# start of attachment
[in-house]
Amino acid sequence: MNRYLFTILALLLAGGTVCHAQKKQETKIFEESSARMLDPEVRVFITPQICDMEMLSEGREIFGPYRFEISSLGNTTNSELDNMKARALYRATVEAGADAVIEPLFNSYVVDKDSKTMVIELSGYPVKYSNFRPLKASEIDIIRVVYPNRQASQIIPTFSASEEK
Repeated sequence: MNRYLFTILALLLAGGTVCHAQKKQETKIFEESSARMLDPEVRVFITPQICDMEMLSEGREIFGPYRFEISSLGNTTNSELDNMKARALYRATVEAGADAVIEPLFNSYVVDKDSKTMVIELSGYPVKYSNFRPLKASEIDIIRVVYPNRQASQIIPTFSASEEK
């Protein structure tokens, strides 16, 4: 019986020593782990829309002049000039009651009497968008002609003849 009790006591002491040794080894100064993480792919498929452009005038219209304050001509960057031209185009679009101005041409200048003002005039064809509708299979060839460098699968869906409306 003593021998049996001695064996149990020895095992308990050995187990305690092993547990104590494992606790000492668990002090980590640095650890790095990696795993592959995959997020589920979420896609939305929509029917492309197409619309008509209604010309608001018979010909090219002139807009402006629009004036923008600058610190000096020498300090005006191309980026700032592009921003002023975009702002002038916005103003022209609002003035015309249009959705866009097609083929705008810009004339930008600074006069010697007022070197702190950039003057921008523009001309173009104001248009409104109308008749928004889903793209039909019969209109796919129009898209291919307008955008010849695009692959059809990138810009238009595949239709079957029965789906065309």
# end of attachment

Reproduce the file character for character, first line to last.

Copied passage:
[in-house]
Amino acid sequence: MNRYLFTILALLLAGGTVCHAQKKQETKIFEESSARMLDPEVRVFITPQICDMEMLSEGREIFGPYRFEISSLGNTTNSELDNMKARALYRATVEAGADAVIEPLFNSYVVDKDSKTMVIELSGYPVKYSNFRPLKASEIDIIRVVYPNRQASQIIPTFSASEEK
Repeated sequence: MNRYLFTILALLLAGGTVCHAQKKQETKIFEESSARMLDPEVRVFITPQICDMEMLSEGREIFGPYRFEISSLGNTTNSELDNMKARALYRATVEAGADAVIEPLFNSYVVDKDSKTMVIELSGYPVKYSNFRPLKASEIDIIRVVYPNRQASQIIPTFSASEEK
């Protein structure tokens, strides 16, 4: 019986020593782990829309002049000039009651009497968008002609003849 009790006591002491040794080894100064993480792919498929452009005038219209304050001509960057031209185009679009101005041409200048003002005039064809509708299979060839460098699968869906409306 003593021998049996001695064996149990020895095992308990050995187990305690092993547990104590494992606790000492668990002090980590640095650890790095990696795993592959995959997020589920979420896609939305929509029917492309197409619309008509209604010309608001018979010909090219002139807009402006629009004036923008600058610190000096020498300090005006191309980026700032592009921003002023975009702002002038916005103003022209609002003035015309249009959705866009097609083929705008810009004339930008600074006069010697007022070197702190950039003057921008523009001309173009104001248009409104109308008749928004889903793209039909019969209109796919129009898209291919307008955008010849695009692959059809990138810009238009595949239709079957029965789906065309």